Matt Biolos in the shaping bay.

Matt Biolos in the shaping bay.

The Inertia

Matt Biolos was 17 years old and living on his parents’ boat in Dana Point Harbor when he decided to shape his first surfboard. It was May or June of 1987. He shaped it in his friend’s garage, right on Golden Lantern, above the harbor.

“I bought the blank from Surfside sports in Newport beach, the old location. They’d sell blanks upstairs,” Matt remembers. He took the blank back to the garage, where his friend had a copy of Essential Surfing, by George Orbelian. George was the Surfboard Design Editor for SURFING Magazine, and his book outlined step-by-step how a board was designed, along with examples from the top shapers of the time. “I kind of followed the steps and hacked out this board,” says Matt. “It was pretty crooked and rudimentary.”

The board was a thruster with glass-on fins. Matt painted it with a torn-up sponge, a trick he had learned in high school art class. He dipped the sponge in orange, yellow, and red paint and dabbed it all around the rails.

Then he drew a logo on a piece of tracing paper. The logo was also the name of the board. It said “Ratz Ass” in black, swooping punk rock-style lettering with an orange drop-shadow. “Like Stussy,” says Matt. “Like a punk-rock, sarcastic version of a new-wave ’80s surfboard logo.” He thought the tracing paper would work like rice paper, but it didn’t.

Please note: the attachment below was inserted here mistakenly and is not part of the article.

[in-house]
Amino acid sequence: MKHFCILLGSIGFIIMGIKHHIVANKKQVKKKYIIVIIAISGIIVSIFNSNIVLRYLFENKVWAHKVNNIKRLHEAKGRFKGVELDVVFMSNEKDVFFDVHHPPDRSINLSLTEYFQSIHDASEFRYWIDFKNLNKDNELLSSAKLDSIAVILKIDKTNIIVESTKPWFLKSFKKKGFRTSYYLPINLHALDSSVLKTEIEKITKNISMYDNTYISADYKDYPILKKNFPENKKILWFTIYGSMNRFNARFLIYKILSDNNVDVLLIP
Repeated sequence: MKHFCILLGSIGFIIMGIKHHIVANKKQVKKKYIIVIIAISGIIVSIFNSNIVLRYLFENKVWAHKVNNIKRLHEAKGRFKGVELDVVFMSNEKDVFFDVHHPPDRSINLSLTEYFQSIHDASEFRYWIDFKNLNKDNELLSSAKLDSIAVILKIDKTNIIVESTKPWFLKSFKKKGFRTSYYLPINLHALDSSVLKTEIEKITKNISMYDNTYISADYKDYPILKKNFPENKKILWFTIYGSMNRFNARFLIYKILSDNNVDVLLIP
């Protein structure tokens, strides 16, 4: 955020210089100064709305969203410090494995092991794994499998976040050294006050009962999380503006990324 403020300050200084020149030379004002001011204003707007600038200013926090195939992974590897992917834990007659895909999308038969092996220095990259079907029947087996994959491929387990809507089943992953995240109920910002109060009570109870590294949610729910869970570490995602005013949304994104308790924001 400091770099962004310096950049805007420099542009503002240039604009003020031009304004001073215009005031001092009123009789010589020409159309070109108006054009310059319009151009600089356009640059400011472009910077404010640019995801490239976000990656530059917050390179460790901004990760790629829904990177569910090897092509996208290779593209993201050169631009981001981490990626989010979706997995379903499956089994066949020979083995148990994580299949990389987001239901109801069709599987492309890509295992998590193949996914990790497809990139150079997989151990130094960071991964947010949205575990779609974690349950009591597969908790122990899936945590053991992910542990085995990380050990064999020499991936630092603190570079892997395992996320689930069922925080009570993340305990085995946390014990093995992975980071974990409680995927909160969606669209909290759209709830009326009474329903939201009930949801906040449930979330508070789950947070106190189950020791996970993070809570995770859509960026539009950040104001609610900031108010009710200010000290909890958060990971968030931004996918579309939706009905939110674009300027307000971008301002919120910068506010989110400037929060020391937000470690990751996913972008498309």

The Orbelian book also detailed how glass a board, but Matt had seen his friend shape boards in that garage for years and the way those amateur glass jobs had come out. “I thought that the glassing is what made the board look so much less professional or good or clean than a store-bought board, so I remember literally getting the Yellow Pages and looking through for surfboard factories,” he says.

He found Surf Glass, a factory in San Juan Capistrano. It’s not there anymore, but it was 100 yards from The Coach House, a concert venue. Matt called them up and asked if they could glass the Ratz Ass for him. “Yeah, bring it down, we’ll glass it for you,” said the voice on the other end of the line.

“I went in there and I looked around and saw this big giant factory,” recalls Matt. Up until then, he had spent his summers working in the harbor at the Dana Point shipyard, but this place had the smell of foam and resin in the air, and everywhere he looked there were surfer dudes working. This was the place for him.

He asked Ron House, the owner of Surf Glass, if they had a job. “We really need a polisher, can you polish?” Ron asked.

“Well, I polish boats,” replied Matt.

Ron laughed. “Well you can drive the delivery truck, but Chris here can start teaching you.” Chris Stanley started teaching Matt how to build surfboards in June of 1987.

After the board came back from Surf Glass, Matt took it out for a test ride. “I distinctly remember surfing it at Strands when I first built it,” says Matt. Out in the lineup, he ran into Terry Senate, a well-known shaper. Terry was the shaper for Infinity for decades and a hotshot surfer in San Clemente and Salt Creek in the ’70s.

“You’re kind of sassy on that board. You’re catching a lot of waves,” he called out to Matt. He paddled up to get a better look. “Let me see,” Senate said. “What is that thing?” He read the logo aloud and let out a loud laugh. “’Ratz Ass?’ HAH HAH HAH HAH. What, you don’t give a rat’s ass, or what?”

“I didn’t really think of it like that,” said Matt.

But Terry did, and he’ll never let Matt forget it. “I see him still practically every day,” says Matt. “His shaping factory is literally 100 yards from ours, and that motherfucker still calls me ‘Rat’s Ass’ almost 40 years later.”

“Hey, Rat’s Ass, what’s up?”

“Rat’s Ass!”

“Still calls me Rat’s Ass. I’m like a 54 year old man now.”


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